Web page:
2018: North Carolina – Second round
2019: Villanova — Second round
2021: Virginia — First round
2022: Baylor — Second round

14. Fourteen of the 16 teams still standing have been to at least one Final Four in their program’s history. Only Miami and Saint Peter’s have failed to play in a national semifinal. The Peacocks are in the Sweet 16 for the first time, while the Hurricanes are playing their fourth Sweet 16 game, but looking for their first victory in the tournament’s third round.

15. Saint Peter’s is just the third No. 15 seed in the history of the NCAA tournament to crash the Sweet 16. No 15-seed has ever played in a regional final.

In 2013, Florida Gulf Coast rolled into the second weekend with back-to-back 10-point wins, but was bounced by third-seeded Florida, 62-50. Last year, Oral Roberts pushed another 3-seed, Arkansas, to the brink before missing a last second shot and falling by a bucket.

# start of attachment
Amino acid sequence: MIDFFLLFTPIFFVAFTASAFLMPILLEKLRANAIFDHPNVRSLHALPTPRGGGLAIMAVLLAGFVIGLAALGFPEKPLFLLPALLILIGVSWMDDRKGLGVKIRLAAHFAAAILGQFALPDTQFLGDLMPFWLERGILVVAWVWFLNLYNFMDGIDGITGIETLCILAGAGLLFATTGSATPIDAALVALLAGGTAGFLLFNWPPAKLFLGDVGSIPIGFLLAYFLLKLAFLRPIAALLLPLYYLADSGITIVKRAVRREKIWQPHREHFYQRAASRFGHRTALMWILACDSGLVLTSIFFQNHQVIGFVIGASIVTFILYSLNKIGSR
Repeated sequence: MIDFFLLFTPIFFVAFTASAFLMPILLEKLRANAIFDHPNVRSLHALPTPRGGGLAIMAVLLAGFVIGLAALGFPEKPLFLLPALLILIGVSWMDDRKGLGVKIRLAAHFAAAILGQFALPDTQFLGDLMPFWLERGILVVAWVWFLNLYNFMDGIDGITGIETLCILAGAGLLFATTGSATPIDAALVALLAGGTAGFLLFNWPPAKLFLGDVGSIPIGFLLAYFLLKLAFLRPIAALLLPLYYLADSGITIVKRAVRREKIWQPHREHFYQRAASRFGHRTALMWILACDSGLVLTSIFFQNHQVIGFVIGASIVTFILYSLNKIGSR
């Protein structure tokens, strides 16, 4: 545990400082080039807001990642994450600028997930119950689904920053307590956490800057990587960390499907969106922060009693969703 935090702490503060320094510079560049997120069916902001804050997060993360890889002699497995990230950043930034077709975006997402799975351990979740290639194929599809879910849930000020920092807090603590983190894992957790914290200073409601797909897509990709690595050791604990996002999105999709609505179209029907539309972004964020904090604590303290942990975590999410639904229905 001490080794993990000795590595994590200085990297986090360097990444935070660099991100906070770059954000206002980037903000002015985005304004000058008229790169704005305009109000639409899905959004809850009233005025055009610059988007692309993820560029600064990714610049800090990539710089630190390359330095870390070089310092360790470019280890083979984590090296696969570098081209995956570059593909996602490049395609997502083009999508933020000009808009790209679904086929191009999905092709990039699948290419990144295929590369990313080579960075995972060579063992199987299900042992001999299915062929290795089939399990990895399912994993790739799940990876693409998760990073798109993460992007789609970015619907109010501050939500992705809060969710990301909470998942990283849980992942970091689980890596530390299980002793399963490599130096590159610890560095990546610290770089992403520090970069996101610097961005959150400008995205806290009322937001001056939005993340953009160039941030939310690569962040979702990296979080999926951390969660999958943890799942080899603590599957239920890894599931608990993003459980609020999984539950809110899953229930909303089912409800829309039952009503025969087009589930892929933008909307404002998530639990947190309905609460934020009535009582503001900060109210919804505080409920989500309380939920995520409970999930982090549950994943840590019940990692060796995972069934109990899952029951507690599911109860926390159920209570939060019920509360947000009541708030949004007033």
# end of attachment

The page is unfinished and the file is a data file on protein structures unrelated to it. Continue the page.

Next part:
The Peacocks will try and break the trend by taking down No. 3 seed Purdue in the first game to tip-off (7:09 p.m. ET) Friday night.

16. In each of the last eight NCAA tournament second weekends, at least one team seeded 5th or worse has won a pair of games to capture a regional title and crash the Final Four. In seven of those eight tournaments, a team seeded 7th or worse has gotten the job done.

2021 — No. 11 UCLA

2019 — No. 5 Auburn

2018 — No. 11 Loyola-Chicago

2017 — No. 7 South Carolina

2016 — No. 10 Syracuse

2015 — No. 7 Michigan State

2014 — No. 7 Connecticut and No. 8 Kentucky

2013 — No. 9 Wichita State

No. 5 Houston, No. 8 North Carolina, No. 10 Miami, No. 11 Michigan, No. 11 Iowa State and No. 15 Saint Peter’s all have a chance to keep that trend rolling this weekend.